For young QBs, cheers to jeers NFL: Ryan Leaf's tantrums (( are compounding his problems, but neither he nor Peyton Manning is finding pro ball easy as the two top draft picks face each other for the first time today.

October 04, 1998|By Ken Murray | Ken Murray,SUN STAFF

The men who mine the college ranks for NFL talent could see it coming.

From the 20 pounds Ryan Leaf put on shortly after Washington State played in the Rose Bowl, to standing up two Indianapolis Colts executives on a scheduled interview, to performing a "Hulk" pose on stage at the league's combine meetings.

All of it foretold the bigger problem Leaf would face when he finally hunched behind an NFL center and barked out signals: Immaturity. It showed in everything the 22-year-old quarterback did and didn't do.

Five weeks into his rookie season with the San Diego Chargers, Leaf has rewritten the book on boorish behavior.

Going into today's game against Peyton Manning and the Colts, Leaf already has cursed out a cameraman, spewed a profanity-filled tirade at a reporter, told the Kansas City Chiefs he was tired of hearing about their fans and their defense, and been booed by his home crowd -- in only his second game.

The histrionics don't surprise anyone who caught his act before all this unfolded.

"That was the way people felt coming out of the draft," said Terry Bradway, director of player personnel for the Chiefs. "With Ryan, maturity will be a factor and the primary reason why he struggles early. But his physical skills will turn him into a good quarterback.

"There's a fine line between confidence and cockiness. You have to have it, and he does. But he's got to learn how to channel it into a positive, not a negative."

Leaf has been trampling that line ever since he went to Indianapolis last February for the combine, a veritable meat market for NFL personnel men.

His performance there assured him of going second behind Manning in the April draft, if it had not already been decided. He stood up Colts president Bill Polian and coach Jim Mora after a private meeting had been arranged.

Worse yet, Leaf weighed in at 261 pounds -- 20 over his playing weight -- and scouts immediately questioned his commitment.

"The difference between the two guys coming out is what you're seeing now," said Don Strock, Ravens quarterbacks coach who attended the combine and talked with Leaf and Manning. "One guy was a little more aloof about things. The other guy was a serious guy who was much more mature than his age. [Leaf] was younger than his age.

"There is a maturation thing that goes on. Look at Peyton's background with his father, Archie. He knows what to expect. Who played under the pressure of the Heisman? Who came back for his fourth year? He did what he felt was right, and you have to respect that."

Manning, who at 22 is seven weeks and three days older than Leaf, has a decided advantage in maturity level. But, like virtually every quarterback who has started as a rookie, he has struggled on the field.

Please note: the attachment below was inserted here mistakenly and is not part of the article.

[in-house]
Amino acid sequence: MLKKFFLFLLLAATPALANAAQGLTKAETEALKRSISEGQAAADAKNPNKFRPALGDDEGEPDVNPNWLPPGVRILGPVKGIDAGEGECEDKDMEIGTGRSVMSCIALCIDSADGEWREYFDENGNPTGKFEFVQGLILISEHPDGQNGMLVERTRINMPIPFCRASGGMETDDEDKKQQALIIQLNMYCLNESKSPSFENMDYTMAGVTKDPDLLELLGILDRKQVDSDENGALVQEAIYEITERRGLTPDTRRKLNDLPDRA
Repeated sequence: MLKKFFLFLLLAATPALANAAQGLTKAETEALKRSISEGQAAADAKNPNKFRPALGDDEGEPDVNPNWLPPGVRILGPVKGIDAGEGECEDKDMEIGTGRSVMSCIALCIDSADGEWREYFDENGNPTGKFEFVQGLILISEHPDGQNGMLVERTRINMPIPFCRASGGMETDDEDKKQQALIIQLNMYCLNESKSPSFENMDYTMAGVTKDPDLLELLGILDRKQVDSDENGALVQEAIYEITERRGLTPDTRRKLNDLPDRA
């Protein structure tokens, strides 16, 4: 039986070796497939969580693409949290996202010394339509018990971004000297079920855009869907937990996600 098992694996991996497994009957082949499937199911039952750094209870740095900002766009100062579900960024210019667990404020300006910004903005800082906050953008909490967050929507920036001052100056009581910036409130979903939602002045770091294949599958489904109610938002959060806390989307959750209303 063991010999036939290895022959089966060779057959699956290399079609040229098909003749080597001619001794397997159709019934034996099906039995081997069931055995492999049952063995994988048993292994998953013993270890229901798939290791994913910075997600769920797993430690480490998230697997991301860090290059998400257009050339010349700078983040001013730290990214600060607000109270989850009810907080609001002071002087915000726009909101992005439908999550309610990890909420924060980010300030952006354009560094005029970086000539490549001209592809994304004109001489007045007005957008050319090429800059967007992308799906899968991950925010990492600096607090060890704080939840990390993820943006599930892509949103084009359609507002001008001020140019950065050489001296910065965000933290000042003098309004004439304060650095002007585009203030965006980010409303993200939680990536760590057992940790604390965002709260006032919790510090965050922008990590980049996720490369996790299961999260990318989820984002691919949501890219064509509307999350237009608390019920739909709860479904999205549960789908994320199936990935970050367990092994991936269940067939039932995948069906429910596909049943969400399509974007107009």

Manning's quarterback rating of 52.1 ranks 28th among the league's 30 starters. He leads the league with 11 interceptions and the AFC with 922 passing yards. Completing 55.5 percent of his throws, he has twice passed for more than 300 yards. But the bottom line is his 0-4 record.

Leaf is 2-2, having won his first two games before imploding at Kansas City (1-for-15 for 4 yards with five turnovers) and throwing four interceptions against the New York Giants.

He has one touchdown and eight interceptions, hitting 43.3 percent. His quarterback rating of 32.1 is the worst in the league. His off-field problems coincided with the two losses.

"Talent-wise, I don't know if there's that much difference between the two," Strock said. "I'm not so sure that down the road -- five, six years -- Leaf may not be better. You don't know that."

Today's game at the RCA Dome not only will showcase the top two picks in this year's draft, but will offer an update on which team got the better quarterback. San Diego won a preseason game in Indianapolis, 33-3, when Leaf was booed in pregame introductions and, predictably, mocked the Colts fans. He did not hide his preference for San Diego in the days before the draft.

Who turns out to be the more worthy quarterback is a debate that likely will take years to answer. Polian remains confident he got the right man.

"This is what has to happen to him," Polian said of Manning. "We knew he was going to struggle. He's playing the toughest position in the league, and the salary cap forces him to learn as he plays. I have no doubt Peyton will justify everything we saw in him."

Because the Colts gave Manning a six-year contract worth $42.7 million, they had to jettison veteran Jim Harbaugh's $3 million-a-year contract in a trade with the Ravens.

Polian insists that it would be wrong to bench Manning to avoid the early tribulations.

"There's no way he could gain the experience necessary against modern blitzing defenses by holding a clipboard on the sidelines and watching," Polian said.

Instead, those modern, zone blitzes are eating up both Manning and Leaf. Uncertainty breeds turnovers.

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